Four Reasons To Go To Prague & Munich
PRague & Munich, two cities you need to go to.
Hey Guys, thanks for checking out this post on Prague & Munich, two of my all-time favorite cities, and in a second we'll jump into why these two cities are very important must-see's, but beyond that, Eastern and Central Europe are full of so many hidden gems, I'd highly recommend taking a trip there and driving around from the tiny towns, to the big cities. There's just so much to explore and discover there, it should really be on your bucket-list.
Also, if you didn't already know, VoyEdge RX has a trip going from Prague to Munich, and you can find that trip here, on our Trip Calendar.
Now that I've gotten my mandatory message about why you have to see Eastern & Central Europe, let's dive in to the two main reasons why Prague should be on your bucket list. I might event throw a bonus one in there....
Two Big Reasons To Check Out Prague
1. The Architecture and City Layout is Insane
The history of Prague covers more than 1,000 years, and while we won't get into all of it, you should know the area around Prague has been settled by humans since the Paleothic Age, which was several thousand years ago...everyone from the Boii, to the Marcomanni, Celts, Byzantines, Romans, Slavs, and pre-Germanic tribes have settled and fought over the land here, mostly because the area around Prague was an important trade route, with the river allowing for easy access and movement of goods.
That plays into the fact that Prague (like most European cities) were built around important rivers, for trade routes. Basically, what you need to know is that 'Prague' really started becoming Prague from the time of 900, to the year 1306, when Czech Přemyslid dynasty rulers had most of Bohemia under their control. It really all kicked off with Prince Wenceslas, who initiated friendly relations with the Saxon dynasty (more on that in a second).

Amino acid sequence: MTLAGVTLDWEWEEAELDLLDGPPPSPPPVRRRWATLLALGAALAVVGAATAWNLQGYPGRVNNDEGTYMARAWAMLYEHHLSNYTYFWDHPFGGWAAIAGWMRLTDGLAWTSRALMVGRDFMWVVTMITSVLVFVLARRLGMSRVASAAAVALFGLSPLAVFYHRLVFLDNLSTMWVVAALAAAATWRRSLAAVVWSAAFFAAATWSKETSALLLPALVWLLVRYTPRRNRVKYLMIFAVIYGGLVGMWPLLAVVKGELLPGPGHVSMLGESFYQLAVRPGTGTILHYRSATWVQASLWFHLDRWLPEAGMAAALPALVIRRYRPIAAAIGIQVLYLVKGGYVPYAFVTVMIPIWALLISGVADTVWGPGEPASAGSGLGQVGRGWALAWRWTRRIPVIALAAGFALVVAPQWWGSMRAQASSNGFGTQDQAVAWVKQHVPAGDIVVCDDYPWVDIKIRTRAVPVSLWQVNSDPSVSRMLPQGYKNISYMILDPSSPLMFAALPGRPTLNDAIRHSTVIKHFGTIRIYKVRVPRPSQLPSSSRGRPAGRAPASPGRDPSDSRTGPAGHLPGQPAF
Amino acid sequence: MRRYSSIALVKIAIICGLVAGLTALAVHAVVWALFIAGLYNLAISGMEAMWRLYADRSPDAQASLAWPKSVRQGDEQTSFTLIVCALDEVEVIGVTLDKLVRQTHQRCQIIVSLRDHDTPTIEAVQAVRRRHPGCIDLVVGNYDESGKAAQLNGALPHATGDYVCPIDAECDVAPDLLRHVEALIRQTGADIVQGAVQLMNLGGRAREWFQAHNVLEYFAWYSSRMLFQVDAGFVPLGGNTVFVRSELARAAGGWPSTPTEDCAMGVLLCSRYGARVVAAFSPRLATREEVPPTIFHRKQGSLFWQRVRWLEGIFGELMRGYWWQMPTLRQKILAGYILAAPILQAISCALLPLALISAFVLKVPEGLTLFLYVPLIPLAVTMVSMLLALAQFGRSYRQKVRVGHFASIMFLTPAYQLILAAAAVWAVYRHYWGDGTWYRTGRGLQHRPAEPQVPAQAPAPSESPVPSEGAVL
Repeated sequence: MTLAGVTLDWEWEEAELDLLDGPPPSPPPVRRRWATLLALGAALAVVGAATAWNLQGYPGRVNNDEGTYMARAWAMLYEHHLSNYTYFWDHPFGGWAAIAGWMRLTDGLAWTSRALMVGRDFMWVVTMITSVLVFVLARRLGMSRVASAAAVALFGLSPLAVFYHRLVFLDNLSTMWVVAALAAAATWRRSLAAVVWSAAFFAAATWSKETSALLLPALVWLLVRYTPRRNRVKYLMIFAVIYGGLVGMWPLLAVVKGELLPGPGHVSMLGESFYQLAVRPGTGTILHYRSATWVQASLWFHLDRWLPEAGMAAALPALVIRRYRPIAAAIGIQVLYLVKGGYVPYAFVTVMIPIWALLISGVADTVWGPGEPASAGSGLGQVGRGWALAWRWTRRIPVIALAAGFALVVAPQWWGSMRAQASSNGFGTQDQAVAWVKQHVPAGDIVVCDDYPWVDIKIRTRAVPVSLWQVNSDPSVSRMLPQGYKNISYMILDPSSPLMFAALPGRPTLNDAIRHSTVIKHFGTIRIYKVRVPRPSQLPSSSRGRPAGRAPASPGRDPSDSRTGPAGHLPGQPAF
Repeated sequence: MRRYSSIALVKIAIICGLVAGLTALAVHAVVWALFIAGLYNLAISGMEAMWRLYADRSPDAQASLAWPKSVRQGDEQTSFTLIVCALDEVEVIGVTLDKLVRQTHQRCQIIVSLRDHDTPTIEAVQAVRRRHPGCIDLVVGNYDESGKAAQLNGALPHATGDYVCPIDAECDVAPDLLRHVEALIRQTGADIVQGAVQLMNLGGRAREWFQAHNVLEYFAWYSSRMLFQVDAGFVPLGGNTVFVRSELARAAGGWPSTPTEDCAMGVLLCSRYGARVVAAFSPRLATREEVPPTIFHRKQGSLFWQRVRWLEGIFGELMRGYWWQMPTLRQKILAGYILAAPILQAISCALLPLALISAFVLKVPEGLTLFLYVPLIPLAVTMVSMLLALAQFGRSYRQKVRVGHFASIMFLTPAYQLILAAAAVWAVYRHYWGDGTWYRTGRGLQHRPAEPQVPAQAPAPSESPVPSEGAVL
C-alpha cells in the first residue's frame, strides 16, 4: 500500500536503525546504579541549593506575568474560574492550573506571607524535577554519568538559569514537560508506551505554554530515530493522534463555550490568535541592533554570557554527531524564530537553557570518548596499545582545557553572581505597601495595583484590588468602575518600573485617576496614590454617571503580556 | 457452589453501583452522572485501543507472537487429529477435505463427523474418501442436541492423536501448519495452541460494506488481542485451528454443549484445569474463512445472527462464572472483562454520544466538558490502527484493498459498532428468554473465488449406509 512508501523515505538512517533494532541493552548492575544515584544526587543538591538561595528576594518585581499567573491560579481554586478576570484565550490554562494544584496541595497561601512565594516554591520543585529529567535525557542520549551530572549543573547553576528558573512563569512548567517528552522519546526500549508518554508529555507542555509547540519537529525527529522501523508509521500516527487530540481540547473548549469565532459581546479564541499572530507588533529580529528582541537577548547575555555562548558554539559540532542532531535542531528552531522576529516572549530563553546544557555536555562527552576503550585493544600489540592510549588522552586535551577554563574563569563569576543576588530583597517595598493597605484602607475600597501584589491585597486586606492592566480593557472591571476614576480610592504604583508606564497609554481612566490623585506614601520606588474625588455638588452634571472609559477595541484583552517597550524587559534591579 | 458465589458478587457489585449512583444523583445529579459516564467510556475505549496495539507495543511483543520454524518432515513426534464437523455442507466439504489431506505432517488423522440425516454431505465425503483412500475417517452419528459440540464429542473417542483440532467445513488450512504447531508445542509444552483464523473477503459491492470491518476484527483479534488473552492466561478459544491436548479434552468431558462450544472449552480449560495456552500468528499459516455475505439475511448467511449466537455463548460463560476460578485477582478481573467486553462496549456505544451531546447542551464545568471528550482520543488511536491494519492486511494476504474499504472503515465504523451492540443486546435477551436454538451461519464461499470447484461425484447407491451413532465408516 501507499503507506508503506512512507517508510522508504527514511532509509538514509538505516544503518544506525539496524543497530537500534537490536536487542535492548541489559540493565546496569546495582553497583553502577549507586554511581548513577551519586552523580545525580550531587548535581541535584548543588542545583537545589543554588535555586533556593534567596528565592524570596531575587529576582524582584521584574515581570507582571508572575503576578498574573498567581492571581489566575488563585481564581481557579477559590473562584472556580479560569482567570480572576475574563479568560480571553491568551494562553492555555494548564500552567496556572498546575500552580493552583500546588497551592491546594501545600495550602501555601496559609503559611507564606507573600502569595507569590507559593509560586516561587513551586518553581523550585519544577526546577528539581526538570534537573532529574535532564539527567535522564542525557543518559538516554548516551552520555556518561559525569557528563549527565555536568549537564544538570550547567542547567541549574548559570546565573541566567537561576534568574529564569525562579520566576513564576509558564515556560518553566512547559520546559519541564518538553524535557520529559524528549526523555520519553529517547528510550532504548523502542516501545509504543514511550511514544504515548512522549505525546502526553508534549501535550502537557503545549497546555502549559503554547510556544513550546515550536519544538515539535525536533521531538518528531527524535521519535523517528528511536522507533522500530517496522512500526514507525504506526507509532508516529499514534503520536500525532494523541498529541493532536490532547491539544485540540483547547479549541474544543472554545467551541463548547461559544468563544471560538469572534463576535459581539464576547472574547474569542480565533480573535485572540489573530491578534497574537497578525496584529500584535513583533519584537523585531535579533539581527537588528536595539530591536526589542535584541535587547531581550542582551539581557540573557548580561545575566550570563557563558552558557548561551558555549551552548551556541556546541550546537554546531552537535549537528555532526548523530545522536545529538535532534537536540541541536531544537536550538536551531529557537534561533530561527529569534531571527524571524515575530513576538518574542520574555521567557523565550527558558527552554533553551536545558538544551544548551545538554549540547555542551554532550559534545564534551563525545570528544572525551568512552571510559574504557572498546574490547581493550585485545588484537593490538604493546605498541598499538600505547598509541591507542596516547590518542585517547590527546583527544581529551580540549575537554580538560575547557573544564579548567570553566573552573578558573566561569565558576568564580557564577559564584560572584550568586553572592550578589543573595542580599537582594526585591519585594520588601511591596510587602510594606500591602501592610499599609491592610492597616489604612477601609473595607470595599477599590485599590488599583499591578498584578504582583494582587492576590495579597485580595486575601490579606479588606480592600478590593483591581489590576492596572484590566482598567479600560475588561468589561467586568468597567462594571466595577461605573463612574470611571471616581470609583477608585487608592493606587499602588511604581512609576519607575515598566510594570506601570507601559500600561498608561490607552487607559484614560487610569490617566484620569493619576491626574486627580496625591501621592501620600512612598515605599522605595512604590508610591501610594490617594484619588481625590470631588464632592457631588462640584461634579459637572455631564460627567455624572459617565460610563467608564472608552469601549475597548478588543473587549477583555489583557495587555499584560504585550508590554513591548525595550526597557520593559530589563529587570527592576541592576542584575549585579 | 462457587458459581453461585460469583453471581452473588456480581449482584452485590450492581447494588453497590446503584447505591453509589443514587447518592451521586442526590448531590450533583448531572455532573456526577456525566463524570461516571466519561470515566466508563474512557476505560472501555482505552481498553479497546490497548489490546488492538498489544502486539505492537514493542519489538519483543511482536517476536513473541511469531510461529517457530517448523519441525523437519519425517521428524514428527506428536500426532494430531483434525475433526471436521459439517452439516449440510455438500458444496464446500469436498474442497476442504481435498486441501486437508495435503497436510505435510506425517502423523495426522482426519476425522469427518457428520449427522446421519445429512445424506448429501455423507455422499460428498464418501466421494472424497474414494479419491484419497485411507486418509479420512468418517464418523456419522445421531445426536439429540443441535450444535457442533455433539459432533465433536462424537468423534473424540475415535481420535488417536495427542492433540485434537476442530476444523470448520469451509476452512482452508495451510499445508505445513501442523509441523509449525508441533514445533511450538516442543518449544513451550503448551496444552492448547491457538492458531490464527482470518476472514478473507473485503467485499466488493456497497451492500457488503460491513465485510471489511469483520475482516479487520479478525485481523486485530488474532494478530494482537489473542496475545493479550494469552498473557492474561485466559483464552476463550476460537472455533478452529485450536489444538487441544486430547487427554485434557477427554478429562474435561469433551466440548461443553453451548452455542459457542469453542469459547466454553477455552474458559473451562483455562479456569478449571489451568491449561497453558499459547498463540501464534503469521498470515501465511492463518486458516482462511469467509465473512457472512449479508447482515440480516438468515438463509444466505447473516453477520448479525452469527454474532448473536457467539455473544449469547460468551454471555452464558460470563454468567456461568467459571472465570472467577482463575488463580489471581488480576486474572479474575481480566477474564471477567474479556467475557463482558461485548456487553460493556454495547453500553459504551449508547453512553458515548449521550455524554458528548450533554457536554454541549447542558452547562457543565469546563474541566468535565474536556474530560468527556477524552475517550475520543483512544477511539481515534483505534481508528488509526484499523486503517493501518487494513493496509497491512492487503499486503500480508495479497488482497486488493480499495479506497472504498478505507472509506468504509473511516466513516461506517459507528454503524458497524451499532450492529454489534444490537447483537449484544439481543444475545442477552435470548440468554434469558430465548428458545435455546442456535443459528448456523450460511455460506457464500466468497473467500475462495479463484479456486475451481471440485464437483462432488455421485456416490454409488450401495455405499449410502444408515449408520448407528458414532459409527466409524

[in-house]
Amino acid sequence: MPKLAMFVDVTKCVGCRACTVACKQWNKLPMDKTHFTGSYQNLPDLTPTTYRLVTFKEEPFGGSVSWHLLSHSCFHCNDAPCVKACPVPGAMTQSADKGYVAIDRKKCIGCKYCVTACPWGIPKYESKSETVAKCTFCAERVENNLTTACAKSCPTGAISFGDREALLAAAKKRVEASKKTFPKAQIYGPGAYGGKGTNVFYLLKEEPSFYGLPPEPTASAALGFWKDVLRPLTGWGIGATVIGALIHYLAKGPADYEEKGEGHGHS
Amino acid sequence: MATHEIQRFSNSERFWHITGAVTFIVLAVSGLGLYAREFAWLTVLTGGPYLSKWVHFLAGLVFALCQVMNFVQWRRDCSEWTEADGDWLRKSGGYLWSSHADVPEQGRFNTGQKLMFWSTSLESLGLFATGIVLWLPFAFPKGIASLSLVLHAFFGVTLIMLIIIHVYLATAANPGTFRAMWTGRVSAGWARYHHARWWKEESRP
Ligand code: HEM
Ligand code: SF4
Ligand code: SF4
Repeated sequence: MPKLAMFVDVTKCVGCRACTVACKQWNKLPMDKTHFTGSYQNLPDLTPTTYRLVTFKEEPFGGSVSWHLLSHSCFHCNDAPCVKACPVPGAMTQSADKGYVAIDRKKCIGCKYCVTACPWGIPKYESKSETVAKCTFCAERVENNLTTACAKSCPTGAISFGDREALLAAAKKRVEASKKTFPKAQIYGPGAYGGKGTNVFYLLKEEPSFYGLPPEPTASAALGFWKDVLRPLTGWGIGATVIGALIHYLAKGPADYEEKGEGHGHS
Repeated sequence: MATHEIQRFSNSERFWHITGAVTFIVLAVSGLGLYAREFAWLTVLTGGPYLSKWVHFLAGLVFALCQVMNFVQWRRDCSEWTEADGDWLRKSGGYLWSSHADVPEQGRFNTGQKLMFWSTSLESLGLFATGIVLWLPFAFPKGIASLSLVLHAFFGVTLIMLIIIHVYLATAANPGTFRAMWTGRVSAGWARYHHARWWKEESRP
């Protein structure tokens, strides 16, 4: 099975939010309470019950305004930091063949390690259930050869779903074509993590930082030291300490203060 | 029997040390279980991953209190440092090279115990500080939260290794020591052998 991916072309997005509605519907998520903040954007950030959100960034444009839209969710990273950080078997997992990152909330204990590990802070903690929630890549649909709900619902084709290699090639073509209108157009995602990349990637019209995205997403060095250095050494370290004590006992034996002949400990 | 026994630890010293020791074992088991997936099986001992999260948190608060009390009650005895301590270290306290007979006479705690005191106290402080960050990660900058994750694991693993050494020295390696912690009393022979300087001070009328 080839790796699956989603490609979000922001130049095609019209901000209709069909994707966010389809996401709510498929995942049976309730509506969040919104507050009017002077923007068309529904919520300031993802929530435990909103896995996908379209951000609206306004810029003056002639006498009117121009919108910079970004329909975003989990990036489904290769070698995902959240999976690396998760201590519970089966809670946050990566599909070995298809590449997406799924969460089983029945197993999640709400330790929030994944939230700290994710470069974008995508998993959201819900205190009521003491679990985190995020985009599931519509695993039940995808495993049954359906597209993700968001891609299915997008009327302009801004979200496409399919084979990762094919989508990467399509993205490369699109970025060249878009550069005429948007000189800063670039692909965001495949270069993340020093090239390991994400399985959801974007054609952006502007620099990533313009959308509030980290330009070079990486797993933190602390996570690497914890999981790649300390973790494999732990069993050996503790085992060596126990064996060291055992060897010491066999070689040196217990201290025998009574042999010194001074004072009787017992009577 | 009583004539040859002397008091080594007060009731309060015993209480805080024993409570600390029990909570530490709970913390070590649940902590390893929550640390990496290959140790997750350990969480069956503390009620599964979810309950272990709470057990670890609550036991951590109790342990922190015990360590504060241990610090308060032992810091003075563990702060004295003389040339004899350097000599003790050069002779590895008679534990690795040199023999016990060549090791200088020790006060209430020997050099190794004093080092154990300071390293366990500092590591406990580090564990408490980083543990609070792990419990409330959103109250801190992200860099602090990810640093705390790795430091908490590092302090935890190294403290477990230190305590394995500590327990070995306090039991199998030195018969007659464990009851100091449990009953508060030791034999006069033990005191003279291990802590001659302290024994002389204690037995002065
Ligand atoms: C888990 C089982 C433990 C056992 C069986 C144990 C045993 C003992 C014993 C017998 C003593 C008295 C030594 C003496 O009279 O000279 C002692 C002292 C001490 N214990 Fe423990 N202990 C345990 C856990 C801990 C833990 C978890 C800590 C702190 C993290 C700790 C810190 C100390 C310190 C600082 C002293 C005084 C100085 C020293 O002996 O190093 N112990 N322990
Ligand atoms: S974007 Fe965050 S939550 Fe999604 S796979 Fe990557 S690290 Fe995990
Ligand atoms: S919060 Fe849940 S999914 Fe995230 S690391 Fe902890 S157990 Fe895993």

But overall, Prince Wenceslas was largely involved in the Christianity, and religion played a huge part on the architecture and influence of Prague. Prague was split into four quarters, and castles, churches, and supremely ornate bridges were then dedicated to the 'Iron and Gold King,' and the style of architecture stemmed from Bohemian roots, mixed with Roman Empire elements from centuries past. At this time, the start of the Renaissance, Prague was largely influenced by artists who had made their way up through Eastern Europe from Italy.
Like we mentioned, Prague is split into four quarters. The Castle Quarter, The Little Quarter (Jewish Quarter), Old Town, and New Town. With each having it's own unique aspects of the city and bolstering castles, churches, and shopping districts. Obviously, Prague is now in the 21st century, and boasts a plethora of restaurants, bars, shopping areas, clubs, sights and so much more, but of course the Castle Quarter is one of the most famous in the entire city.
Old Town also boasts the Church of St. Charles, which is completely epic in its own right, and boasts guards throughout the Castle year-round. It is also open to the public and you can go inside. Definitely do it if you're able, you will NOT be disappointed.
The Charles Bridge is also pretty unreal, and to get from the Castle Quarter, to Old Town (where the Church is), you're going to have to cross St. Charles Bridge, which is completely full of saintly statues and numerical significance. It feels pretty eerie when you cross it, but there's really nothing else like it in the entire world. It's a long bridge too, and definitely take the time to check out just how old, and ornate each one of the statues are.
At some point, it'll feel like they're staring right back at you, as if they've been there to greet every tourist to Prague for centuries...
My final point here is take the time to SEE Prague. It offers unparalleled views and buildings that nearly no other European city has. It is entirely unique and different than anywhere else in the world, trust me on that one....